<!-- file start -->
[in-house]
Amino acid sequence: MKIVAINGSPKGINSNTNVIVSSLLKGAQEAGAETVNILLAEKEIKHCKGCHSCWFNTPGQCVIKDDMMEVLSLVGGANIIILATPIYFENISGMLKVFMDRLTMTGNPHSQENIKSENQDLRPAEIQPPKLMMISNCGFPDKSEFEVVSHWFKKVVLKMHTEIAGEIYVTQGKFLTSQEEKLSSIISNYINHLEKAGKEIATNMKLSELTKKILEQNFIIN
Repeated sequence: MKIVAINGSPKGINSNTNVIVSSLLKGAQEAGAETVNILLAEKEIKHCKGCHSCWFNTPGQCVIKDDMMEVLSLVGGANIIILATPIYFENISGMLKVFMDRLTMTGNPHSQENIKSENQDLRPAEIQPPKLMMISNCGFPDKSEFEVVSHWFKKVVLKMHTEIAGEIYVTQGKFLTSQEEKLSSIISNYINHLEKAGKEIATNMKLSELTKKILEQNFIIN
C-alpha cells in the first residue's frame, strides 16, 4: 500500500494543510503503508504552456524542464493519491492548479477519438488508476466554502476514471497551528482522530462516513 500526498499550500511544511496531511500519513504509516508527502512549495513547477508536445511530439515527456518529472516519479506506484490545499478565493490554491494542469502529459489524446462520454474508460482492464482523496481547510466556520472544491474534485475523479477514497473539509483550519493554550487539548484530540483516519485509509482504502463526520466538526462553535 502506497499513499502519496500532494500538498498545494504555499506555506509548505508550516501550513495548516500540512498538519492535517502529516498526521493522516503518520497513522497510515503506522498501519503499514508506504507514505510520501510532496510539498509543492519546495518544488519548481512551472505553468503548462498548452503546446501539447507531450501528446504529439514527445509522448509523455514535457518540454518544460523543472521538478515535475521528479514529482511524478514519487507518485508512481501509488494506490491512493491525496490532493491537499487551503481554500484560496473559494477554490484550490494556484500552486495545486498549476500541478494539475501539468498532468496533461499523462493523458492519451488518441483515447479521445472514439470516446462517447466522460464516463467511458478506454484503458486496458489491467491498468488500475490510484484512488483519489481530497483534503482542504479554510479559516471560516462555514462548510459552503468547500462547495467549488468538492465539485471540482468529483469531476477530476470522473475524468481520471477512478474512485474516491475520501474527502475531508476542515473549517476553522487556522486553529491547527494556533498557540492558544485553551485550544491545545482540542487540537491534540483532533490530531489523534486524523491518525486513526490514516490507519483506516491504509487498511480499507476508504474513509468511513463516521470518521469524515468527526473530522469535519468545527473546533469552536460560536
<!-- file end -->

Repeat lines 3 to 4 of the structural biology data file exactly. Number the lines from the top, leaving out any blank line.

Repeated sequence: MKIVAINGSPKGINSNTNVIVSSLLKGAQEAGAETVNILLAEKEIKHCKGCHSCWFNTPGQCVIKDDMMEVLSLVGGANIIILATPIYFENISGMLKVFMDRLTMTGNPHSQENIKSENQDLRPAEIQPPKLMMISNCGFPDKSEFEVVSHWFKKVVLKMHTEIAGEIYVTQGKFLTSQEEKLSSIISNYINHLEKAGKEIATNMKLSELTKKILEQNFIIN
C-alpha cells in the first residue's frame, strides 16, 4: 500500500494543510503503508504552456524542464493519491492548479477519438488508476466554502476514471497551528482522530462516513 500526498499550500511544511496531511500519513504509516508527502512549495513547477508536445511530439515527456518529472516519479506506484490545499478565493490554491494542469502529459489524446462520454474508460482492464482523496481547510466556520472544491474534485475523479477514497473539509483550519493554550487539548484530540483516519485509509482504502463526520466538526462553535 502506497499513499502519496500532494500538498498545494504555499506555506509548505508550516501550513495548516500540512498538519492535517502529516498526521493522516503518520497513522497510515503506522498501519503499514508506504507514505510520501510532496510539498509543492519546495518544488519548481512551472505553468503548462498548452503546446501539447507531450501528446504529439514527445509522448509523455514535457518540454518544460523543472521538478515535475521528479514529482511524478514519487507518485508512481501509488494506490491512493491525496490532493491537499487551503481554500484560496473559494477554490484550490494556484500552486495545486498549476500541478494539475501539468498532468496533461499523462493523458492519451488518441483515447479521445472514439470516446462517447466522460464516463467511458478506454484503458486496458489491467491498468488500475490510484484512488483519489481530497483534503482542504479554510479559516471560516462555514462548510459552503468547500462547495467549488468538492465539485471540482468529483469531476477530476470522473475524468481520471477512478474512485474516491475520501474527502475531508476542515473549517476553522487556522486553529491547527494556533498557540492558544485553551485550544491545545482540542487540537491534540483532533490530531489523534486524523491518525486513526490514516490507519483506516491504509487498511480499507476508504474513509468511513463516521470518521469524515468527526473530522469535519468545527473546533469552536460560536